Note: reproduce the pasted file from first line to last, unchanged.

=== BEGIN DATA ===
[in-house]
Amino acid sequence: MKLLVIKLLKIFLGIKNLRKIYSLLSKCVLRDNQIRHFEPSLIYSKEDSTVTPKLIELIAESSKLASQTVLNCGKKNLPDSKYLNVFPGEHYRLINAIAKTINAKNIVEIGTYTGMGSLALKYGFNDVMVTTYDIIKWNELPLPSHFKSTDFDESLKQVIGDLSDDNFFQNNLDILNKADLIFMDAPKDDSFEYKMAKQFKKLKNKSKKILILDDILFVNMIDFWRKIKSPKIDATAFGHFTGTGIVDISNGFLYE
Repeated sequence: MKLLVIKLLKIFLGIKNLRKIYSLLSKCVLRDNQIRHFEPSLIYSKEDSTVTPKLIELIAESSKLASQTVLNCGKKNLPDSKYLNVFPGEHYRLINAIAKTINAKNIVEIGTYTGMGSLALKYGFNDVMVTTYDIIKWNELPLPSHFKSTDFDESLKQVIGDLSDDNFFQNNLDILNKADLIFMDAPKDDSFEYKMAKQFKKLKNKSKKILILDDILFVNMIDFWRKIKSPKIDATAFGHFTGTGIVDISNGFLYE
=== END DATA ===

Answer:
[in-house]
Amino acid sequence: MKLLVIKLLKIFLGIKNLRKIYSLLSKCVLRDNQIRHFEPSLIYSKEDSTVTPKLIELIAESSKLASQTVLNCGKKNLPDSKYLNVFPGEHYRLINAIAKTINAKNIVEIGTYTGMGSLALKYGFNDVMVTTYDIIKWNELPLPSHFKSTDFDESLKQVIGDLSDDNFFQNNLDILNKADLIFMDAPKDDSFEYKMAKQFKKLKNKSKKILILDDILFVNMIDFWRKIKSPKIDATAFGHFTGTGIVDISNGFLYE
Repeated sequence: MKLLVIKLLKIFLGIKNLRKIYSLLSKCVLRDNQIRHFEPSLIYSKEDSTVTPKLIELIAESSKLASQTVLNCGKKNLPDSKYLNVFPGEHYRLINAIAKTINAKNIVEIGTYTGMGSLALKYGFNDVMVTTYDIIKWNELPLPSHFKSTDFDESLKQVIGDLSDDNFFQNNLDILNKADLIFMDAPKDDSFEYKMAKQFKKLKNKSKKILILDDILFVNMIDFWRKIKSPKIDATAFGHFTGTGIVDISNGFLYE